Far Right's Dilemma: Hate Jews or just blacks, Hispanics and Muslims?

The far right-wing, according to a recent issue of the Southern Poverty Law Center's Intelligence Report, is split among those who want to continue to blame the Jews for all the ills of the world -- in the spirit of Mel Gibson -- to those who hope to broaden their appeal by focusing on blacks, Hispanics and Muslims. In other words, those three are the same groups that are the much-preferred targets of the so-called "mainstream" nativist GOP that started building its majority in the 1960s by catering to disaffected white Southerners' hatred of integration and now still can't shake a fondness for pandering to anti-immigrant fears and racism, even if it might alienate moderate soccer moms and independents.

Meanwhile, while the GOP panders, the far right that fuels some of the nativism in "mainstream" right-wing circles is confronting its own divisions:

HERNDON, Va. -- For a gathering of people devoted to denouncing the inferiority of blacks and sounding the alarm about civilization-threatening Muslims, the biannual conferences thrown by the New Century Foundation, publisher of the racist newsletter American Renaissance, are decidedly genteel affairs. Men dress in suits and ties, women in formal business attire, and there are no uniformed skinheads or Klansmen to be seen. Large plasma television screens, Starbucks coffee spreads and fancy linens adorn the hotel meeting hall. Epithets have no place here.

Or at least they didn't. At the latest edition of the conferences that began in 1994, held this February at the Hyatt Dulles hotel, a nasty spat broke out that upset the gathering's decorum -- and may even shape the future of the radical right.

It began when David Duke, the former Klan leader and author of Jewish Supremacism, strode to a microphone after French author Guillaume Faye wrapped up a talk vilifying Muslims entitled "The Threat to the West." Duke thanked Faye for remarks that "touched my genes." But then he went one further.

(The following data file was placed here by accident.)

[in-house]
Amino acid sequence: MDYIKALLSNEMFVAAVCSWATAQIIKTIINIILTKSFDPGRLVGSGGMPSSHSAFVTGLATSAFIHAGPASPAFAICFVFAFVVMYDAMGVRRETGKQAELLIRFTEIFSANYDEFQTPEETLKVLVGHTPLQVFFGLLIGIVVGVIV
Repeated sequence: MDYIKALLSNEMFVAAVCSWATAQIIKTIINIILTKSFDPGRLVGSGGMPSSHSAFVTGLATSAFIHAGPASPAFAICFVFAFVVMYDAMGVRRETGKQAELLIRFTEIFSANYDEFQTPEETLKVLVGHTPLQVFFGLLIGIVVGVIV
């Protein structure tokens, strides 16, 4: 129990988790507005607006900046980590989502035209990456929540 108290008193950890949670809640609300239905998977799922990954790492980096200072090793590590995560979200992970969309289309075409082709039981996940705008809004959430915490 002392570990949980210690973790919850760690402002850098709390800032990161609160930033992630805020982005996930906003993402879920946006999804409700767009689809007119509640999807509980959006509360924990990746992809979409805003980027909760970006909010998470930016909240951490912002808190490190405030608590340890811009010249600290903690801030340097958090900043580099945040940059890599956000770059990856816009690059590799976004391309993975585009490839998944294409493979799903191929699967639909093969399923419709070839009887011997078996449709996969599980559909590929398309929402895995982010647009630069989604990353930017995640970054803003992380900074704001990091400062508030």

"There is a power in the world that dominates our media, influences our government and that has led to the internal destruction of our will and spirit," Duke said, according to an undisputed account in The Forward newspaper.

"Tell us, tell us," someone in the back yelled.

"I'm not going to say it," Duke replied. Laughter began to fill the room, until a short, angry man leaped from his seat, walked up to Duke and began to curse.

"You fucking Nazi, you've disgraced this meeting!" he said.

And with that, Michael Hart, a Jewish astrophysicist and long-time attendee at American Renaissance conferences, headed for the door. As many as 50 people at the conference began to jeer and point at the rapidly disappearing Hart.

This extraordinary incident marked the beginning of an open rift between those on the radical right who see blacks, Hispanics and Muslims as the primary enemy, and those who say "the Jews" are ultimately behind every evil -- a split that has usually stayed just below the surface but now threatens a leading institution of American extremism. While in the past he has managed to bridge this divide mainly by ignoring it, American Renaissance founder Jared Taylor now must finally come to terms with the split. His dilemma boils down to this: Throw out the anti-Semites and try to build a larger movement with electoral possibilities like those increasingly seen in Britain and Germany; or openly join hands with the very energetic neo-Nazis even though that means the loss of any remaining shred of respectability.

"These are the makings of a major schism," wrote Shawn Mercer, co-founder and moderator of American Renaissance's AR List, an E-mail group. "If American Renaissance ultimately fails as a result of this donnybrook at the convention, it will be a sad, possibly fatal turn of events for the future of whites."

Similar worries might also be brewing among GOP strategists as well. Even if GOP activists rarely engage these days in the blunt racist name-calling of their brethren on the far right (not counting racist gaffes from the likes of Sen. George Allen), they too often appeal to similar if more muted impulses, and face their own strategic dilemma: On whom should they focus their appeals to hate?